This post is a collective piece, thanks to all who have contributed. It is going to focus on men who abuse women and children. We acknowledge that there are female offenders, but this post will not be discussing them. It comes with a content note for Domestic & Sexual Violence and Abuse.
What do we mean when we say language matters? The words that we use say a great deal about our interactions with the world, about us, and about how we discuss difficult topics. The words that we choose need to have impact and power if they are going to help us change the issues around domestic and sexual violence and abuse.
We’re going to start with problematic terms that we’ve been sent by our site contributors, and include some alternatives. These alternatives help to reframe the debate – using terms that some may find upsetting needs to be balanced with a decision that we make a conscious choice to use terms that reflect what we are actually talking about. This avoids us talking around the topic.
Some of the terms may feel unpalatable. Talking about ‘indecent images of children’ or ‘images of child sexual abuse’ may feel difficult when compared to the ubiquitous term ‘child pornography’, for example. But why does it matter? Discussions on twitter about this from those who suggest that the term ‘child’ negates any consent inferred from the word ‘pornography’ miss the point – sex offenders use the phrase as their preferred term. They are aroused by these images – so indeed, to a sex offender, they are considered ‘pornography’. If we use the term pornography to denote indecent images of children, we are using the term preferred by the men who use images of child sexual abuse to get aroused. Not so comfortable now, is it?
Alongside this term, we have other terms used about child abusers. ‘Sex tourist‘ – the men who travel to other countries to sexually abuse children. ‘Child sex’ is another phrase where the presence of the word ‘child’ does not negate the consent implied by using the word ‘sex’. What we really mean when we say this, is ‘child rape’. The child has been raped, by a man who had power and control over them. Using the term ‘child sex’ adds to his power. He probably didn’t think he did anything wrong. He probably thought the child ‘wanted it’. Maybe they were ‘provocative’. Maybe they gave him the ‘come on’. He wants to detract from his rape of a child, and describe it as sex, as it is more comfortable for him. How does that feel for you, aiding a child rapist to feel more comfortable?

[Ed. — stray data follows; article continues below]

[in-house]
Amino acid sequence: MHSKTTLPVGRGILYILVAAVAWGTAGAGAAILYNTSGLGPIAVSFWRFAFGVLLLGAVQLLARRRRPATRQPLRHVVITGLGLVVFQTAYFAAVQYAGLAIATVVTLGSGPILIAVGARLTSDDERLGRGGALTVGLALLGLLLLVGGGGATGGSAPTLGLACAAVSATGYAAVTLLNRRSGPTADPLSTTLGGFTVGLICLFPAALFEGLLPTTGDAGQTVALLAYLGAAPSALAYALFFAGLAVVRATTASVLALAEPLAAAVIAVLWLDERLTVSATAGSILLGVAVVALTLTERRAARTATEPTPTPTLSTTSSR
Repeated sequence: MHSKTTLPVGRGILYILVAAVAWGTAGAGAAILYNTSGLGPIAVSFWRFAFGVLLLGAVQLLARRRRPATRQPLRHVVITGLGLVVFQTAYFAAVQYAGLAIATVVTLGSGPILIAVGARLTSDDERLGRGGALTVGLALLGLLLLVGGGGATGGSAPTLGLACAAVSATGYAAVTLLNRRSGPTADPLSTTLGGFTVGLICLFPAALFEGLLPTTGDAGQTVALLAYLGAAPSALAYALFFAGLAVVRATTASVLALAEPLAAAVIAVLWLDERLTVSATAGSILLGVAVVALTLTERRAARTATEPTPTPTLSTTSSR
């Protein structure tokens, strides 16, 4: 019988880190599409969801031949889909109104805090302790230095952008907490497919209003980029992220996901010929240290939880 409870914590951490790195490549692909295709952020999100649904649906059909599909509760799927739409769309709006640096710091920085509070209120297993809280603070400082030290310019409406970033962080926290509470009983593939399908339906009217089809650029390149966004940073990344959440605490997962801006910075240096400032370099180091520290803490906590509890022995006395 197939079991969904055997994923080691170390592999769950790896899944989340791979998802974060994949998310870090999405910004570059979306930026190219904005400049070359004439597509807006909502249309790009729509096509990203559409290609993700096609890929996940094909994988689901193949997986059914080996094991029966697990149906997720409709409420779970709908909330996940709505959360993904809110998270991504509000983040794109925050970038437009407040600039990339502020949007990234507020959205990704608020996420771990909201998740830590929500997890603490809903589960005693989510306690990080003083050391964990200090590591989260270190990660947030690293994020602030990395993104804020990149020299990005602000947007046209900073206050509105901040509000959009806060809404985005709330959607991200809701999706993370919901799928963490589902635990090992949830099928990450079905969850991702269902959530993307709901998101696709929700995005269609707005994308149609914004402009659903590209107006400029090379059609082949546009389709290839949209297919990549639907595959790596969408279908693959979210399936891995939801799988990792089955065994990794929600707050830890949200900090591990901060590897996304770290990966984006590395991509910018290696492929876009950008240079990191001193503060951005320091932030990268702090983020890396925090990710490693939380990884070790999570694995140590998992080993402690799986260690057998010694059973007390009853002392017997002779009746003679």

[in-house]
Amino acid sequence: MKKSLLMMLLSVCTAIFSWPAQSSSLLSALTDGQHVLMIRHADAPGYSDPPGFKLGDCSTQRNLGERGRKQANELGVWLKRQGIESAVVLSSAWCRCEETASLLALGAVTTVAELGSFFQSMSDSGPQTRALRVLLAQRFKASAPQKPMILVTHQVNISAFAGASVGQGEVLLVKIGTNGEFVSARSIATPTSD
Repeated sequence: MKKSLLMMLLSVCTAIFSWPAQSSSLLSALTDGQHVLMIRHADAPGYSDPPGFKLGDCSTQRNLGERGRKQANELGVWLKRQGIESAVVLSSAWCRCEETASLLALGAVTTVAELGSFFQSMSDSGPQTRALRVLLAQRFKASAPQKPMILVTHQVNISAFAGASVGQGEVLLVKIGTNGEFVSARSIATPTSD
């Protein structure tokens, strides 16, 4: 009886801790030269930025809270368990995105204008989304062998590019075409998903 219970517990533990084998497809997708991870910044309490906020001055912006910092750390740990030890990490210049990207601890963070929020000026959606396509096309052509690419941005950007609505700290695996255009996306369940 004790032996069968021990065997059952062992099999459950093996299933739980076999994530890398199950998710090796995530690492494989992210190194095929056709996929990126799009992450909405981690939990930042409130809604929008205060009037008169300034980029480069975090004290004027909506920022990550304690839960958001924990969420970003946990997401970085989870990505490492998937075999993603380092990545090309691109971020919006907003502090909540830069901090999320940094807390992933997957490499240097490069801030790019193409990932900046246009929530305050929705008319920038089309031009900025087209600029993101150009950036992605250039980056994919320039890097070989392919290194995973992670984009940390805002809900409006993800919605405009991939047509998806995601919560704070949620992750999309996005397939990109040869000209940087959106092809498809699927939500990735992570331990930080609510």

Another questionable term used about children is ‘child prostitute’. The term ‘prostitute’ is debatable in itself; women prefer the term ‘sex worker’ (for those who believe it to be work, same as any other form of work), or ‘prostituted woman’, for those women who have their choices taken away from them and are prostituted by others who financially gain from the purchase of sexual activity. The term ‘child prostitute’ suggests consent – that the child made an active, conscious choice to engage in sexual activity where payment is received for said activity. Again, the argument against this is that the term ‘child’ negates that. No, it doesn’t. Name it – a ‘prostituted child’ a ‘child raped by men who pay for this service’. Let us not collude with the rape of children.
‘Kiddy fiddling‘. This is one of the worst phrases that we have ever heard. We’re pretty sure that we can leave that one there, with no need for further explanation.
‘Under age sex’. What does this term say? To us, it suggests that a young person is having sex under the age of consent (16 years, in the UK). We have worked extensively with children and young people, and know that they do, of course, have ‘under age sex’. However, the sex they have is usually with young people of a similar age and circumstance – using the term ‘under age sex’ to describe sexual activity after grooming, exploitation or coercion by an older and more powerful man is not under age sex. It is a crime, often prosecuted as ‘sexual activity with a child’. Using this term suggests consent and therefore takes responsibility away from the sex offender.
Paedophile is another term that came up when we asked for suggestions. It means ‘lover of children’. Do people who love children sexually abuse them? This is another term preferred by perpetrators, as they describe their sexual activity with children as part of their sexuality. This piece is not going to discuss that further, but there is research around this topic that can be found easily via Google. Using the language preferred by perpetrators helps them excuse, minimise and deny the abuse, and we’d not want any part of that. Lets call them what they are – child sexual abusers, instead.
Moving away from abuse of children to abuse of women. We found so many problematic terms, we are going to divide this section into Domestic Violence & Abuse (including rape and sexual abuses by partners/ex partners); Domestic Homicide/Murder and Sexual Violence & Abuse.
Domestic Violence & Abuse: